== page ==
"It's a small world after all. And a happy one."
That's the last line of that springy little song that played on the slow boat ride through the dancing dolls of the world at Disney World.
The family visit was great. My aunt, uncle and cousins moved down to Florida a few years ago. We spent nearly every Sunday together for years and years, so it was marvelous to be together again. Our kids played together. My uncle made Indian food, and my aunt made baked ziti. It was like old times.
Then we drove up North to Disney World. I never planned on going to Disney World. Dancing dolls and fake France and people dressed up as Cinderella just isn't my cup of tea. But I got talked into going and really had a blast.
Thanks to all for the tips on dealing with Disney. I copied down all the advice and followed much of it. We made dinner reservations ahead of time and stayed at one of the Disney hotels. We had a general plan of action before hand. The place is so big that it helps to have some semblance of a game plan before you get there. (And planning a vacation makes us happy, too.)
We had a rough start. Orlando was unusually cold and windy. We got off to a late start, because I was having a hard time leaving my cousin, Jennifer. When we got there, somebody's coat wasn't absolutely correct
and somebody was ticked off that we took the ferry instead of
the monorail. Then the place was extremely crowded with 70 minute waits for the rides. I sent out some grumbling tweets from the line for the railroad roller coaster.
One of the reasons that Disney is fantastic is that they offer a special pass for families with kids with special needs. With this pass, we were able to jump to the head of every line. At first I didn't want to get the card, because Ian isn't in a wheel chair or anything; he was far more patient than I was on the lines. But one 70 minute wait for a roller coaster helped cure me of my Catholic guilt. The Golden Ticket improved the trip greatly.
Another reason that Disney is great is that the whole place is set up for families. You can eat a halfway decent meal with spices and vegetables at a Moroccan or New Orleans themed restaurant, and the kids can eat mini-pizzas with carrot sticks and apple slices. The Moroccan restaurant has music and a belly dancer who pulls the kids onto the floor to teach them moves. While you're checking into the hotel, the kids sit on little chairs and watch old Mickey Mouse silent films in the corner. You can rent strollers everywhere that are big enough for weary seven year olds, who aren't used to walking for ten hours straight. The food isn't completely authentic and it weird to go out to a nice restaurant in sneakers and jeans, but Disney makes it just so damn easy.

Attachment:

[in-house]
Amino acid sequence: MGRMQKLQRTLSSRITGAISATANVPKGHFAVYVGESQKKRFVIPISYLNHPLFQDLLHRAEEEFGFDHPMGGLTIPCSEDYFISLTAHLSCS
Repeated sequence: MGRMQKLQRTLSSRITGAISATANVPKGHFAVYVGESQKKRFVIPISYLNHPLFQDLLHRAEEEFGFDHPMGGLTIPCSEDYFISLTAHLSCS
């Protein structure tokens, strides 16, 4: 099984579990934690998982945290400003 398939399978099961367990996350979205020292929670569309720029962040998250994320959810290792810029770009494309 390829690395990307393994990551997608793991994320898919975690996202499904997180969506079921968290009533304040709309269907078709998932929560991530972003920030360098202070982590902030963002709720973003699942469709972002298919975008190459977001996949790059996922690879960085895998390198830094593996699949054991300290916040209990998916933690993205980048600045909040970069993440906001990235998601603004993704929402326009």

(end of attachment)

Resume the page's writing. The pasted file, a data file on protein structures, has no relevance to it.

You have to marvel at the operations of the place. They must have a huge staff that does everything from put on stage productions, runs rides, takes tickets, creates t-shirts, builds sets, removes trash, makes food, puts on parades, and transports people about. And it all runs smoothly. The staff was incredibly efficient. You got the impression that they were very satisfied with their jobs. What if Disney ran city government?
The sets were amazing. One section of Epcot is devoted to world cultures. It's like the Small World ride blown up. They have clusters of buildings and streets devoted to Norway, Morocco, Italy, England, China, and Japan. It's a very sanitized, cartoony version of these cultures, but it's fun just the same. Steve was amused that Russia wasn't represented, because Epcot was built during the Cold War. India was also missing. If you live in New York City, you have access to all the food and products that they had at Epcot, so we didn't buy anything, but it was fun just browsing.
The rides were lots of fun. The kids loved Space Mountain and a Buzz Lightyear ride. Steve and I were amused at some of the old holdovers from our childhood trips to Disney. They still have The Hall of the Presidents.
Both Epcot and Tomorrowland at Magic Kingdom have rides and displays with a futuristic theme. But it's a 70s version of the future with lots of shiny metal and space travel. There's nothing about the Internet or energy conservation or green living. "In the future, we'll all have portable communication devices." It's wonderfully campy.
And it's just so much fun to see your kids having fun.
We didn't get to do everything we wanted. Jonah is disappointed that we didn't get to go on the motorway, and Ian wants to do the Buzz Lightyear ride again. So, we're already planning next year's trip.